February 24, 2018

The Pull List: 14 February 2018, Part 1

Teenager Derek James was caught in Gotham City when reality split in two and a giant castle appeared (see Dark Nights: Metal for the full details). As a result of that experience Derek can now travel between dimensions and from one place to another on Earth by slipping through rifts in space. It seems the perfect excuse to become a superhero - until more powerful forces in the DC Multiverse notice what he is doing.

Credit where it's due, DC Comics is currently launching a group of all-new superhero monthlies with a combination of all-new characters and fresh takes on old team books. It's a brave move, since the odds are decidedly against any new superhero book in the mid-to-long term. The books are also unusually artist-focused, adopting the so-called "Marvel method" in which artists develop and then draw their own plots, and writers are brought in at the end to put together the dialogue. It certainly keeps the artists happy, but more often than not it results in weaker storytelling and less interesting comics.

That's sadly the case here. Sideways is a good-looking book thanks to Kenneth Rocafort's art, but the story (by Rocafort and Dan Didio) simply isn't very interesting. While there's always potential to develop characters over time, commercial pressures will likely kill Sideways before Rocafort and Didio can. This new character has simply failed to get out of the gate without tripping up. He looks and feels completely generic, and this first issue doesn't have enough plot to hook the readers in. It's a missed opportunity; one that I hope doesn't discourage DC from taking more risks in the future on new books and ideas. (2/5)

Sideways #1. DC Comics. Story by Kenneth Rocafort and Dan Didio. Script by Dan Didio and Justin Jordan. Art by Kenneth Rocafort. Colours by Daniel Brown.

Under the cut: reviews of Detective Comics, Ms Marvel, and Star Wars: Poe Dameron.

Detective Comics #974
DC Comics. Written by James Tynion IV. Art by Philippe Briones. Colours by Allen Passalaqua.
Clayface is dead, fatally shot by Batwoman with a sniper rifle. When Gotham City is temporarily safe, its guardians are now set to fall apart from within. This rift is going to take a lot to heal: by taking a life Kate has destroyed Bruce's trust in her. A devastated Cassandra may never forgive her. Tim fears the events that led to his murderous future self are coming true. Stephanie cannot bring herself to stay with him any more. It's all tragedy and set-up, as one long-running arc comes to a close and another opens. It's emotive stuff for long-term readers, and yet given the drama available it almost feels as if Tynion's script doesn't go far enough. This is really good, but it has no excuse not to be great. (4/5)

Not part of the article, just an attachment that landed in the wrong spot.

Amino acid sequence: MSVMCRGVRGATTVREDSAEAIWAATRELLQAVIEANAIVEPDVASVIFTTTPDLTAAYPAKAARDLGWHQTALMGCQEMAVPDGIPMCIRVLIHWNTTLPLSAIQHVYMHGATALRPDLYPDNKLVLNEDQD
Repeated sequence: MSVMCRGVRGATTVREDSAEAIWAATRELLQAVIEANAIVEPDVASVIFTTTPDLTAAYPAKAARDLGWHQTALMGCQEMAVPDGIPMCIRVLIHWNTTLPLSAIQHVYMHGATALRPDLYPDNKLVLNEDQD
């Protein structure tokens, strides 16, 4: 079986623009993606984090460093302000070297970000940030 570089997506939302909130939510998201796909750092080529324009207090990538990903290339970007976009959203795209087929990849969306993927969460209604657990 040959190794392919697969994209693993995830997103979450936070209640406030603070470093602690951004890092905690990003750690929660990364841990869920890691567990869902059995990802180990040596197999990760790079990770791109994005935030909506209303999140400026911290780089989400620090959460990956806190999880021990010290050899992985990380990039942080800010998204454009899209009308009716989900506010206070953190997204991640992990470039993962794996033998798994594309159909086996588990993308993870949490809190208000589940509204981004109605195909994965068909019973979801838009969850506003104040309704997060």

Ms Marvel #27
Marvel. Written by G. Willow Wilson. Art by Nico Leon. Colours by Ian Herring.
Kamala Khan is still missing from New Jersey, leaving her friends to put on Ms Marvel costumes and protect the streets to the best of their ability. They're certainly put to the test here, bringing their current situation to breaking point and forcing them to call in help from interstate. There's a lot of great character-based humour here, and also a very satisfying and simple progression of story from one situation to a much more desperate one by issue's end. The longer they keep Kamala out of the picture, however, the bigger the inevitable payoff is going to need to be. No pressure. (4/5)

Star Wars: Poe Dameron #24
Marvel. Written by Charles Soule. Art by Angel Unzueta. Colours by Arif Prianto.
Everybody is after Lor San Tekka. The Resistance desperately need him to track down the elusive Luke Skywalker. The First Order want the same thing so they can kill Luke Skywalker. Poe Dameron almost rescued Lor, but was beaten to the punch by the traitorous First Order Agent Terex. Now he's running out of time to get him back. This issue feels like the point where a story arc stretched one issue too long. While stuff does happen, and the plot does progress, it feels like everything has been stretched just a little too far. Angel Unzueta's artwork reflects the film characters well, but at the expense of feeling a little stiff. (3/5)

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